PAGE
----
It’s been a gray and brown few weeks – no snow, wind, and cold temperatures. Mike got a wide plow blade for the Powertrac – now he’s hoping for lots of snow so he can try it out.
Here’s Mike getting the blade off the truck.
And here’s the powertrac with its brand new blade.
I’ve been finishing up work on the seeds that I’ll plant this winter. They’re all divided now, and on Monday – the day after the last gun-hunting season finished – I packed them into garbage cans and took them up to Western Prairie.
Here are all the bags of seeds – ready to be packed into cans.
A can full of seeds.
Here are all the cans – packed and wired shut to keep the animals out.
I’ve been trying to plant more seeds this year, to see if I can keep Canada Goldenrod from invading the prairie. Canada Goldenrod is native, but very aggressive, and although I don’t plant it, there are so many plants in waste places and around the edges of fields that I can’t seem to keep it out of the prairies. I’ve gone from planting about 30 prairie seeds per square foot in our earliest prairies, to about 90 seeds per square foot in this last one, hoping that will help. Unfortunately all our experiments on the prairies happen in slow motion – in 3 or 4 years we should be able to tell if it makes a difference.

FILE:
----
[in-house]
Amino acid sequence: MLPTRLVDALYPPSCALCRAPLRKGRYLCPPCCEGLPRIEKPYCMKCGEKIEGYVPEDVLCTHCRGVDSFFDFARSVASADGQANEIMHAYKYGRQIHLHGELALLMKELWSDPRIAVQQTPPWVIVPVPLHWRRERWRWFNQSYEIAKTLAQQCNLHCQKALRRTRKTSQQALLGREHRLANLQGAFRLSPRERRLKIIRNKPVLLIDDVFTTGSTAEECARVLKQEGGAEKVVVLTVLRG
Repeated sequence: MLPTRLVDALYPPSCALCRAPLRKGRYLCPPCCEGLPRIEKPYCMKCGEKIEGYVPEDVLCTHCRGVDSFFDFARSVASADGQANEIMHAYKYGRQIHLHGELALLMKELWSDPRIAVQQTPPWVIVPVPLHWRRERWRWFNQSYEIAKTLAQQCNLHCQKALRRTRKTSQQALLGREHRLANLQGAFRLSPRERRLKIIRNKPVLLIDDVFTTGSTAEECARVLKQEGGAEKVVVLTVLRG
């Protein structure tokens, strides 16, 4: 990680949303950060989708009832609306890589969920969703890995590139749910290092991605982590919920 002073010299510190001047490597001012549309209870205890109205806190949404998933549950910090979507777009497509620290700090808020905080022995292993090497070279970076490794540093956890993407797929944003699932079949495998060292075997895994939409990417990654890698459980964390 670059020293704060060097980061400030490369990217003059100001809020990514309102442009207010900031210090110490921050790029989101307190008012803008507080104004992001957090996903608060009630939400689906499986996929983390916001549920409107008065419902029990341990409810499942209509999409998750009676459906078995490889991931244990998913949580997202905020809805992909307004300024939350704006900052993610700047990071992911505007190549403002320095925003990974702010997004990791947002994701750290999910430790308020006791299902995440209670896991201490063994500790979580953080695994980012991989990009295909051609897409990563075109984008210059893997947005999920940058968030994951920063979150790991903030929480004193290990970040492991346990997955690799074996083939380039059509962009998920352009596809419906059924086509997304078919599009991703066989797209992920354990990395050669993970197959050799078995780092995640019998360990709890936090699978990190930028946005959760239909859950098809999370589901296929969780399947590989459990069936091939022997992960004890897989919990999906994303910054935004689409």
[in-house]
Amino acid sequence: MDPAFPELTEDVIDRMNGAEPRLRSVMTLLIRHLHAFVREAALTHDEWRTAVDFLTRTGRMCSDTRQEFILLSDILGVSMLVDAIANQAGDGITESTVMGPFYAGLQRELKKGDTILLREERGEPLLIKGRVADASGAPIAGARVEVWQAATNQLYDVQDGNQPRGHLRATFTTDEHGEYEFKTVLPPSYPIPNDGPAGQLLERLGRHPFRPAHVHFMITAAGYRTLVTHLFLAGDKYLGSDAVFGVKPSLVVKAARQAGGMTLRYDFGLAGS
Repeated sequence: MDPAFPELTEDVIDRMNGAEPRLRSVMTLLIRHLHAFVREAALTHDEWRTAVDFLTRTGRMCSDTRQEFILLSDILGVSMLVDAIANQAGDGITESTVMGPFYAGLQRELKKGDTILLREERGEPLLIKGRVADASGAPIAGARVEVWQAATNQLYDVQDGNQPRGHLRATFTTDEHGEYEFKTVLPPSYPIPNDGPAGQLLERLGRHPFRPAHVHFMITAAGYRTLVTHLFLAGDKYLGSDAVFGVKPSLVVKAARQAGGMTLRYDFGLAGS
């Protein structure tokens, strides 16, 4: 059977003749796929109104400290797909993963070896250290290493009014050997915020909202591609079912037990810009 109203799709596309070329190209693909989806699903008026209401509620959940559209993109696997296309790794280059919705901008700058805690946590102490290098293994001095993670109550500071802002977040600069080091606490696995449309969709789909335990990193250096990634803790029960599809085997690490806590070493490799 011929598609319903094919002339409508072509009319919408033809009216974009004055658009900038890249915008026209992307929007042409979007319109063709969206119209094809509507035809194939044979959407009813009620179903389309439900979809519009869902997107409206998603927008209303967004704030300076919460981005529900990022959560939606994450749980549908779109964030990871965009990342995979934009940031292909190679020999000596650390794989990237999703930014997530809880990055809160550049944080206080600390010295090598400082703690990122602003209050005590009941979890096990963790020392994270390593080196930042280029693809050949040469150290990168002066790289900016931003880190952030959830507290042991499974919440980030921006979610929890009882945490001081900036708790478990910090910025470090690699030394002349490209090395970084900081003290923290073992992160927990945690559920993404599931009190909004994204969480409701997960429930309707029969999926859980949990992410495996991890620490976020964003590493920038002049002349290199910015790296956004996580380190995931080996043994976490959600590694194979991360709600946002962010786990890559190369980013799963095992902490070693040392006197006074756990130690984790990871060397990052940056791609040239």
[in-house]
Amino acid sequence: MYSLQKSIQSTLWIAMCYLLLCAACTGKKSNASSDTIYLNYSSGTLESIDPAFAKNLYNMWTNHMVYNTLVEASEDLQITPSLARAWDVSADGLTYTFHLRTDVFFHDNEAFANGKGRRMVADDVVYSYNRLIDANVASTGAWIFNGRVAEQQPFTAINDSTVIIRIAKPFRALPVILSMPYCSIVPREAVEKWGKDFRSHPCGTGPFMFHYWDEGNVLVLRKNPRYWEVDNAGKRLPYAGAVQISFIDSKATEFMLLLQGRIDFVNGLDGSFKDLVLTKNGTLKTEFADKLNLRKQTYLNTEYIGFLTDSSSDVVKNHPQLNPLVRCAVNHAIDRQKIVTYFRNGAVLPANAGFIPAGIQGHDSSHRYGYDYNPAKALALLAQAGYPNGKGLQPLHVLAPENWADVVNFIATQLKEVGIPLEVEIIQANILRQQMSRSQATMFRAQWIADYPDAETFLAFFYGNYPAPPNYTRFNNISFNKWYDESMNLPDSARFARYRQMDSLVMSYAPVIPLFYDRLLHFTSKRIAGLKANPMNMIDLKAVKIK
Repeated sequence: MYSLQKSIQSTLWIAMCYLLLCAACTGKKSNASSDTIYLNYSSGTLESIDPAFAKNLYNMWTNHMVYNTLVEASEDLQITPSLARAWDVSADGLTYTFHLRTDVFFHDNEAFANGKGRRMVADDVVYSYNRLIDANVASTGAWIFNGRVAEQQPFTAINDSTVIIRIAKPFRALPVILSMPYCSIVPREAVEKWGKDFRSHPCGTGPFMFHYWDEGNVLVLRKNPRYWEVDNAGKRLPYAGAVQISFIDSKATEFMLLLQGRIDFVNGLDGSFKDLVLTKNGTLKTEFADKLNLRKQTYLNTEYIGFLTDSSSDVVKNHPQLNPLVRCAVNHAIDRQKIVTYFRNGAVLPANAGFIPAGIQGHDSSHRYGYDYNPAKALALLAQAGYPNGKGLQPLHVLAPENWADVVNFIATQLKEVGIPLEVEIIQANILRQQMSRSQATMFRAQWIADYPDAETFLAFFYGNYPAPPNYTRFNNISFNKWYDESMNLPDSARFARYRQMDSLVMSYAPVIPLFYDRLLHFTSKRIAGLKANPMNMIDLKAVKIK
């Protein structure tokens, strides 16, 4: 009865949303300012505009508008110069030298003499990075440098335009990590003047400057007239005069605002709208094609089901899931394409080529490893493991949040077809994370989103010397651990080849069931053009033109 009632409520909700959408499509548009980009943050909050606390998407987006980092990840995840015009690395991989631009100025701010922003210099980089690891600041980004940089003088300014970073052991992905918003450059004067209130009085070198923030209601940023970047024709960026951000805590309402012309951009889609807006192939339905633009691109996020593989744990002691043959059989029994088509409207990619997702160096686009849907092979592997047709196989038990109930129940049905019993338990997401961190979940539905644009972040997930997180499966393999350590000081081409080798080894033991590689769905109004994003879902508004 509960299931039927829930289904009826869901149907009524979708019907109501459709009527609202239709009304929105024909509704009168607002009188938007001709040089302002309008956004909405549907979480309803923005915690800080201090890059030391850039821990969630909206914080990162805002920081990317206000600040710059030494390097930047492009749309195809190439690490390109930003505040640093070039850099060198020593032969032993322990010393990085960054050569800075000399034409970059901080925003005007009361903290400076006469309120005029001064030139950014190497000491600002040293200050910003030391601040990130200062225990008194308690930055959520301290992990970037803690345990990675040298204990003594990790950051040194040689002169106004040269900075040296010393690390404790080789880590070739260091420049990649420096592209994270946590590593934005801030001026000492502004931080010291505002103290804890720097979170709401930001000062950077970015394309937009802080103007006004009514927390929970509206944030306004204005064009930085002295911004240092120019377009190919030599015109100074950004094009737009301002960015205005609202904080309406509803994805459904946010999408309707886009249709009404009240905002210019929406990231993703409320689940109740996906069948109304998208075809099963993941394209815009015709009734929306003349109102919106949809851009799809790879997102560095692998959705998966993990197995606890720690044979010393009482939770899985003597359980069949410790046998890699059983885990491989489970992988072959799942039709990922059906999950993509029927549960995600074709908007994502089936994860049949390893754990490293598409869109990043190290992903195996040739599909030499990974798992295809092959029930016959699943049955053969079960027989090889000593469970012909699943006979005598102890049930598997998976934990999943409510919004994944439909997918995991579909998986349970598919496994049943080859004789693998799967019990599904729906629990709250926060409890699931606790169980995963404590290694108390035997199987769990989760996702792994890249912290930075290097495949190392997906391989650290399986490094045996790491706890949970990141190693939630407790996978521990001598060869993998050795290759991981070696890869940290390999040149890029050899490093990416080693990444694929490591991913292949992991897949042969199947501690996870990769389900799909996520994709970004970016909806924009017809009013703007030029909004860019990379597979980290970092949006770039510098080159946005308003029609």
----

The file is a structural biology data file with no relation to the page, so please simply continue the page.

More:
There are so many more seeds this year that I had to use 5 garbage cans instead of 4 to hold all the bags of seeds. Five cans don’t fit as well into the gator, so I had to improvise.
Here are the cans on Western Prairie. As soon as we get a little snow, I can start planting.
We did some more logging of the dead aspens on Hidden Oaks Point. It’s very rewarding – the point is looking more and more like a savanna. Here’s Mike starting work.
And here it is after we finished.
This is an old photo taken in 2002 showing what it looked like before we started clearing.
We still have a long way to go – there are plenty of aspens left to cut.